Since then, two alleged co-owners of vDOS :undefined:—:undefined: two 19-year-old Israeli men :undefined:—:undefined:have been arrested and charged with operating an attack-for-hire service. Aside from Gammell:undefined:’:undefined:s case, I am not aware of any other public cases involving the prosecution of people who allegedly used vDOS to conduct attacks.

    But that will hopefully change soon, as there are countless clues about the identities of other high-volume vDOS users and their targets. Identifying the perpetrators in those cases should not be difficult because at some point vDOS stopped allowing users to log in to the service using a VPN, meaning many users likely logged into vDOS using an Internet address that can be traced back to them either via a home Internet or wireless account.

    According to a review of the vDOS database, both accounts allegedly tied to Gammell were banned by vDOS administrators :undefined:—:undefined: either because he shared his vDOS username and password with another person, or because he logged on to the accounts with a VPN. Here:undefined:’:undefined:s a copy of a notice vDOS sent to AnonCunnilingus on July 28, 2015:

    :undefined:“:undefined:Dear AnonCunnilingus , We have recently reviewed your account activity, and determined that you are in violation of vDos:undefined:’:undefined:s Terms of Service, It appears from our review that you have shared your account (or accessed vDos stresser from several locations and platforms) which is against our Terms of Services. Please refer to the following logs and terms:\n- AnonCunnilingus logged in using the following IPs: 64.145.76.110 (US), 85.10.210.199 (XX) date: 06-08-2015 18:05\n\n- 8)You are not allowed to access vDos stresser using a VPN/VPS/Proxy/RDP/Server Tunnelling and such.\n- 3) You may not share your account, if you will, your account will be closed without a warning or a refund!:undefined:”:undefined:

    What:undefined:’:undefined:s most likely limiting prosecutors from pursuing more vDOS users is a lack of DDoS victims coming forward. Inan advisory issued last month, the FBI urged DDoS victims to report the attacks.

    The FBI requests DDoS victims contact their local FBI field office and/or file a complaint with the Internet Crime Complaint Center (IC3), regardless of dollar loss or timing of incident. Field office contacts can be identified atwww.fbi.gov/contact-us/field. IC3 complaints should be filed atwww.ic3.govwith the following details (if applicable):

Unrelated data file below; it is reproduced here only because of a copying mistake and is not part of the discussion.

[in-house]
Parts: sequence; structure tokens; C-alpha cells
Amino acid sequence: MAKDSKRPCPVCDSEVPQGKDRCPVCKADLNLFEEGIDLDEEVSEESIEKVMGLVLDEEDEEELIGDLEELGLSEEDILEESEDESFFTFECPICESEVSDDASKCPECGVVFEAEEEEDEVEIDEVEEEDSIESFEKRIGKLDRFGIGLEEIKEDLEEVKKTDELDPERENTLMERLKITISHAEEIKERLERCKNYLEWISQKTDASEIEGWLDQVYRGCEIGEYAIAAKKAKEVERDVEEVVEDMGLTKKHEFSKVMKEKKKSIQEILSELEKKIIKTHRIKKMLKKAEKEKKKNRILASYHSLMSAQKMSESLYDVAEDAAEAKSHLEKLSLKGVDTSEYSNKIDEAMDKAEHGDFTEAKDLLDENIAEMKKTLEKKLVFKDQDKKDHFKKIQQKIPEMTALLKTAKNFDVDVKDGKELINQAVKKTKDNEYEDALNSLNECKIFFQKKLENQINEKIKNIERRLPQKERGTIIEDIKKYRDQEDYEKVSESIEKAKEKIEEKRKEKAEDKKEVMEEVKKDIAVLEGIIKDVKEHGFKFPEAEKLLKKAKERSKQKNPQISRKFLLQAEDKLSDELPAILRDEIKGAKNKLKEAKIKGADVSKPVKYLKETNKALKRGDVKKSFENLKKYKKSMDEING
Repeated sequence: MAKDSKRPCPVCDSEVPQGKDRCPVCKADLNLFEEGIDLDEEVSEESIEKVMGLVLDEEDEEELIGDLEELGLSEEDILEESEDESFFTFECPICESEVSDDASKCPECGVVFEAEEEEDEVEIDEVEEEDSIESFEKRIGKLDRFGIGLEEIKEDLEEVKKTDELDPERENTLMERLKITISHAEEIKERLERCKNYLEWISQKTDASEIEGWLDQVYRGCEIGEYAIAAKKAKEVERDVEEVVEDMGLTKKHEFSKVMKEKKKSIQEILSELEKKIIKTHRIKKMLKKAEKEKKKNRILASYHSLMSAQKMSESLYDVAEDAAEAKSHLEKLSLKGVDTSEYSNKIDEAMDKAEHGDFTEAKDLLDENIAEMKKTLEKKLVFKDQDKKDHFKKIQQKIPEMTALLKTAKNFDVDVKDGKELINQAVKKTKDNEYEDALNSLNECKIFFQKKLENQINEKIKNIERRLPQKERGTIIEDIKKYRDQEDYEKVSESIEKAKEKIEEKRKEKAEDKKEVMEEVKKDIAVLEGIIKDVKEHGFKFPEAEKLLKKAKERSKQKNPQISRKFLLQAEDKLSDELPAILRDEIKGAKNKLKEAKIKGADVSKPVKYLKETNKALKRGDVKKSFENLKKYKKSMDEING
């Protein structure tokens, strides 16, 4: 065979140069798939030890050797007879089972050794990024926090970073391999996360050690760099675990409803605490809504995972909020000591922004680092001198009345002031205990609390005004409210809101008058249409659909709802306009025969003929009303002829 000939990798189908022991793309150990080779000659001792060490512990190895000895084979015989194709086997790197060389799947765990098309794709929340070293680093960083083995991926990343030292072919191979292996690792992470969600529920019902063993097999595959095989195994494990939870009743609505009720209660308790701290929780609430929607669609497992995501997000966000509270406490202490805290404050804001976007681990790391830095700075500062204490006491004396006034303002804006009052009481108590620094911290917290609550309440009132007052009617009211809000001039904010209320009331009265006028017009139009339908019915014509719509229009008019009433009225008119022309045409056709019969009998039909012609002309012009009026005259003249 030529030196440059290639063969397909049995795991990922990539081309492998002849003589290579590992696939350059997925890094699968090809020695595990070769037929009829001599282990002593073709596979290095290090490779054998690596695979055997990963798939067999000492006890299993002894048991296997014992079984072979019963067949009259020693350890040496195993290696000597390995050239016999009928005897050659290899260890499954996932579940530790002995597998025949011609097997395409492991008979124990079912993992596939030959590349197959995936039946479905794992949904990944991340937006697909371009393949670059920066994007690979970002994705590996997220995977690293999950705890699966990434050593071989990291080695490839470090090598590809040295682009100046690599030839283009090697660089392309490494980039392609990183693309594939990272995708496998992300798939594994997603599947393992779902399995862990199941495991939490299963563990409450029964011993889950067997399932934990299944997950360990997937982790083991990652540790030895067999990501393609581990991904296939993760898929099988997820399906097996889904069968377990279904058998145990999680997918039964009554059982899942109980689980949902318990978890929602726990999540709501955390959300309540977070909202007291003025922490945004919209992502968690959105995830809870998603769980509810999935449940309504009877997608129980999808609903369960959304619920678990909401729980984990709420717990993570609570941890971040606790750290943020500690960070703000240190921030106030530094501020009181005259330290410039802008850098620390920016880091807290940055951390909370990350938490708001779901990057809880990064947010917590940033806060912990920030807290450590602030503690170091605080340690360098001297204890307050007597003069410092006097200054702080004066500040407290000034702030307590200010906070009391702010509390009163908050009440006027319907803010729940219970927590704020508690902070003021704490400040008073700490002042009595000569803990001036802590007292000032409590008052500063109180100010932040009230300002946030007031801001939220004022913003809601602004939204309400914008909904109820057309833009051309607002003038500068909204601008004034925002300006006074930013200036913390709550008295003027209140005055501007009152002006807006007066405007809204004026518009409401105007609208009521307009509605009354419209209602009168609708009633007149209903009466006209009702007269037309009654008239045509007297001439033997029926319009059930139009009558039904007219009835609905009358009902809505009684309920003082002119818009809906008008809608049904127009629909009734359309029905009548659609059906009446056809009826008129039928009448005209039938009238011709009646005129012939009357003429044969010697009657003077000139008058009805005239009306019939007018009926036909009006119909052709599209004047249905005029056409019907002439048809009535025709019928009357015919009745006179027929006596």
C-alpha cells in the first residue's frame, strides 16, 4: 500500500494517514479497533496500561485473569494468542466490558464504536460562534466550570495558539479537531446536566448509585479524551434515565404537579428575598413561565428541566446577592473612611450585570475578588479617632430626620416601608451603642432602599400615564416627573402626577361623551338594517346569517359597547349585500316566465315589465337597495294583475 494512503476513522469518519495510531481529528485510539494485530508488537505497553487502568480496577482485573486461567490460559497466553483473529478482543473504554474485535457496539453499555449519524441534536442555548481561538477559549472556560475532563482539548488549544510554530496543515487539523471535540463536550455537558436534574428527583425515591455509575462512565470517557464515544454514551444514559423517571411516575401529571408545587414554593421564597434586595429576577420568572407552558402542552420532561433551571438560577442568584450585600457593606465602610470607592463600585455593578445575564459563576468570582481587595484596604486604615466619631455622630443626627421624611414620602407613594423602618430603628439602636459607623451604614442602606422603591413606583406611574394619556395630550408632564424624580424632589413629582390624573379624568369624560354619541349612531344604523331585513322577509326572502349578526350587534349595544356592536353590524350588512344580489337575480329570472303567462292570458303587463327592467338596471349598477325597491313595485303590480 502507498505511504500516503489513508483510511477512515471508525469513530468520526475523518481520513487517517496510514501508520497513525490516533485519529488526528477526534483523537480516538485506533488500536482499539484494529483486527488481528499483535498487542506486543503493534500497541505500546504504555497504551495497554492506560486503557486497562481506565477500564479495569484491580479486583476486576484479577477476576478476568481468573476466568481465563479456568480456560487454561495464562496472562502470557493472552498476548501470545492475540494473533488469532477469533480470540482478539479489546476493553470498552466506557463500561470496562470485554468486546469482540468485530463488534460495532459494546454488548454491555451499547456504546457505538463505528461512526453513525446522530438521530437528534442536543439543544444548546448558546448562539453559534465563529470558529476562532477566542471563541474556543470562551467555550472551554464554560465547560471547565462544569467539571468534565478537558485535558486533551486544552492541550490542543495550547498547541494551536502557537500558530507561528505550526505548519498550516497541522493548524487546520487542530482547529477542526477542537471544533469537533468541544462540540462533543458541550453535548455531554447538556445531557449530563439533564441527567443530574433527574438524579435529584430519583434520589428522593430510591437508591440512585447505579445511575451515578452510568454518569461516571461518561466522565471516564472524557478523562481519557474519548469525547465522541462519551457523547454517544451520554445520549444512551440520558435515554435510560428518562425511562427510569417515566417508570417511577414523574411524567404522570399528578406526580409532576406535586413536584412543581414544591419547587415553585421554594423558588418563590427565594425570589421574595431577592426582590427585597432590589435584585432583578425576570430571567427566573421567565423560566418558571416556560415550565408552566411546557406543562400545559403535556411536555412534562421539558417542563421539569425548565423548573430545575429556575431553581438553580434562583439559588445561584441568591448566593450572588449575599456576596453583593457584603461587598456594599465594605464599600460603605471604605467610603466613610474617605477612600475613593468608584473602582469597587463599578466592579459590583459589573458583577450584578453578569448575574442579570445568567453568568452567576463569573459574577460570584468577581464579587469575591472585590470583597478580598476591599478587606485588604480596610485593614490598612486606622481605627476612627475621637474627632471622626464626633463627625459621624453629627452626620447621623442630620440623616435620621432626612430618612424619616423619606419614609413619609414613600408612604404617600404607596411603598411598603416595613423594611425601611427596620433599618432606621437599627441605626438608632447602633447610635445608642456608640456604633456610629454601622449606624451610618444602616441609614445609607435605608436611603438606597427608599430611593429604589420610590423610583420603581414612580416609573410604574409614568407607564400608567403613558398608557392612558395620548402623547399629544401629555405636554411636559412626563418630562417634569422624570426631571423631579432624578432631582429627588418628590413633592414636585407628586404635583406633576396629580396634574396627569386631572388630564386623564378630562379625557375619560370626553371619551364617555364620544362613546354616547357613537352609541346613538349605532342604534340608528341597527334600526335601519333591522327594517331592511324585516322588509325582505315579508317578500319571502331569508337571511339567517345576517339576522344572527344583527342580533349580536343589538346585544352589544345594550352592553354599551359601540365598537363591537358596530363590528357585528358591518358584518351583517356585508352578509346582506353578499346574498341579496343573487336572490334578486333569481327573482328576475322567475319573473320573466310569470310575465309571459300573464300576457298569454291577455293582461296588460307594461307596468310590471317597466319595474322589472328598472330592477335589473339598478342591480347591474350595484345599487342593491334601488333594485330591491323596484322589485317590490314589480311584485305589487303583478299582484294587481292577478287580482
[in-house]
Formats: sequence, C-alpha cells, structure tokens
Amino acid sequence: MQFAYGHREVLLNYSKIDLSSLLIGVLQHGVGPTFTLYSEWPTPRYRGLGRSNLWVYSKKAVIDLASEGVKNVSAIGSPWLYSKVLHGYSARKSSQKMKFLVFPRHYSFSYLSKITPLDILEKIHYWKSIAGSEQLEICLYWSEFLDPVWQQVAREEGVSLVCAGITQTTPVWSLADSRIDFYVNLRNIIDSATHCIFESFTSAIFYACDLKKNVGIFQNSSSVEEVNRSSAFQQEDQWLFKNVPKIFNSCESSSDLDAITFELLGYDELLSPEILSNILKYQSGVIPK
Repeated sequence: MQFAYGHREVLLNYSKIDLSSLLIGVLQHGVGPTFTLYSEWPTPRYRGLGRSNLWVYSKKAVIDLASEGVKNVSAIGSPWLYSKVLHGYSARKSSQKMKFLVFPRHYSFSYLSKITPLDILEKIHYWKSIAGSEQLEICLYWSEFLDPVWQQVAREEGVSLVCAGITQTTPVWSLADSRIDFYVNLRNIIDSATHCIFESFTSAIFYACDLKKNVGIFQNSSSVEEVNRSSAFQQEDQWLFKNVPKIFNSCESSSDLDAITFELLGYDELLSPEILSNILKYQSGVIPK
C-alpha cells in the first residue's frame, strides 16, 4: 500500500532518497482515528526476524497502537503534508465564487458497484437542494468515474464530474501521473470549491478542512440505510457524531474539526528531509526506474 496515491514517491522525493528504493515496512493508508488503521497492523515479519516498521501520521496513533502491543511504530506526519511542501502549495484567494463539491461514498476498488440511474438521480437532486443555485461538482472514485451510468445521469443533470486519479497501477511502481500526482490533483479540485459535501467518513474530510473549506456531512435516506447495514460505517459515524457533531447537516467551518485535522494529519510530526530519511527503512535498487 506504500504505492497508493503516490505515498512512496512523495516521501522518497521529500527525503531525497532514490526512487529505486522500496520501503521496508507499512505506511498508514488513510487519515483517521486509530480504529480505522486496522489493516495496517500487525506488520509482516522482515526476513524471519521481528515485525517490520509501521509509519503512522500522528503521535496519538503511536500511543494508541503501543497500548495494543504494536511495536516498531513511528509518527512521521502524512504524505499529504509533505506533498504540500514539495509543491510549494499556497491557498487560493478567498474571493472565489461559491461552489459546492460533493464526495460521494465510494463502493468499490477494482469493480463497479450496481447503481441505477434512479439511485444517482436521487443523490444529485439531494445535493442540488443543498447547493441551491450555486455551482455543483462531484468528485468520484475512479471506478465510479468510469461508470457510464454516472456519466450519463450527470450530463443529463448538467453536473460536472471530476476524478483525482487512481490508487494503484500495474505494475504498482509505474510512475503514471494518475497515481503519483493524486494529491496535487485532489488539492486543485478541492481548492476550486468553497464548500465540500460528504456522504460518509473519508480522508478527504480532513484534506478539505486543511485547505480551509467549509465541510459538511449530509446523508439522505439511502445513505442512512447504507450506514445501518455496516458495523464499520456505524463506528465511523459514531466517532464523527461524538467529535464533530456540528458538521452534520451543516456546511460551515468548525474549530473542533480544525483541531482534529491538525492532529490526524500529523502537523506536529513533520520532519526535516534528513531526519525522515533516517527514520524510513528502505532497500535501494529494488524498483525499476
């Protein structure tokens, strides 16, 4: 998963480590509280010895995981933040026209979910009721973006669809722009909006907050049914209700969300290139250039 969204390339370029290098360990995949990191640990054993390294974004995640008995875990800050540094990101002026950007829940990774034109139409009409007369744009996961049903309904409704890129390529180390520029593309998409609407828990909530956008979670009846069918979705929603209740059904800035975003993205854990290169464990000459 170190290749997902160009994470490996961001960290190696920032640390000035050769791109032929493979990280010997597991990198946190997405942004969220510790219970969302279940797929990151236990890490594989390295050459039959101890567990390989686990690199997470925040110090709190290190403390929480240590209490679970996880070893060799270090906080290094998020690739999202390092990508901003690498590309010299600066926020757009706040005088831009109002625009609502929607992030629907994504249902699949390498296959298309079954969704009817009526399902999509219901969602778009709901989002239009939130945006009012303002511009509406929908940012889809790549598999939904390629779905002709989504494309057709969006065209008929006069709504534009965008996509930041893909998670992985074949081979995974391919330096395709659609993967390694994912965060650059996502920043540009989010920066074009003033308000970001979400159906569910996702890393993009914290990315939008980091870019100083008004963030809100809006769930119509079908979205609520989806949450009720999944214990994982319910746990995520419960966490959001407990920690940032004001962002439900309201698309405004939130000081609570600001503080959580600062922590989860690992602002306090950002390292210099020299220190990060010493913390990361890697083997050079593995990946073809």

• Traffic protocol used by the DDoS (DNS, NTP, SYN flood, etc)
      • Attempt to preserve netflow and/or packet capture of the attack
    • Any extortion/threats pertaining to the DDoS attack
      • Save any such correspondence in its original, unforwarded format
    • Victim information
    • Overall losses associated with the DDoS attack
    • If a ransom associated with the attack was paid, provide transaction details, the subject:undefined:’:undefined:s email address, and/or crypto currency wallet address
    • Victim impact statement (e.g., impacted services/operations)
    • IP addresses used in the DDoS attack

    Related reading:

    How Not to DDoS Your Former Employer

    https://krebsonsecurity.com/2017/11/hack-of-attack-for-hire-service-vdos-snares-new-mexico-man/





  • Make ISO from DVD

    In this case I had an OS install disk which was required to be on a virtual node with no optical drive, so I needed to transfer an image to the server to create a VM

    Find out which device the DVD is:

    lsblk

    Output:

    NAME MAJ:MIN RM SIZE RO TYPE MOUNTPOINT sda 8:0 0 465.8G 0 disk ├─sda1 8:1 0 1G 0 part /boot └─sda2 8:2 0 464.8G 0 part ├─centos-root 253:0 0 50G 0 lvm / ├─centos-swap 253:1 0 11.8G 0 lvm [SWAP] └─centos-home 253:2 0 403G 0 lvm /home sdb 8:16 1 14.5G 0 disk /mnt sr0 11:0 1 4.1G 0 rom /run/media/rick/CCSA_X64FRE_EN-US_DV5

    Therefore /dev/sr0 is the location , or disk to be made into an ISO

    I prefer simplicity, and sometimes deal with the fallout after the fact, however Ive repeated this countless times with success.

    dd if=/dev/sr0 of=win10.iso

    Where if=Input file and of=output file

    I chill out and do something else while the image is being copied/created, and the final output:

    8555456+0 records in 8555456+0 records out 4380393472 bytes (4.4 GB) copied, 331.937 s, 13.2 MB/s

    Fin!

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    UPDATE pg_database SET datistemplate = FALSE WHERE datname = 'template1';

    Now we can drop it:

    DROP DATABASE template1;

    Create database from template0, with a new default encoding:

    CREATE DATABASE template1 WITH TEMPLATE = template0 ENCODING = 'UNICODE'; UPDATE pg_database SET datistemplate = TRUE WHERE datname = 'template1'; \c template1 VACUUM FREEZE;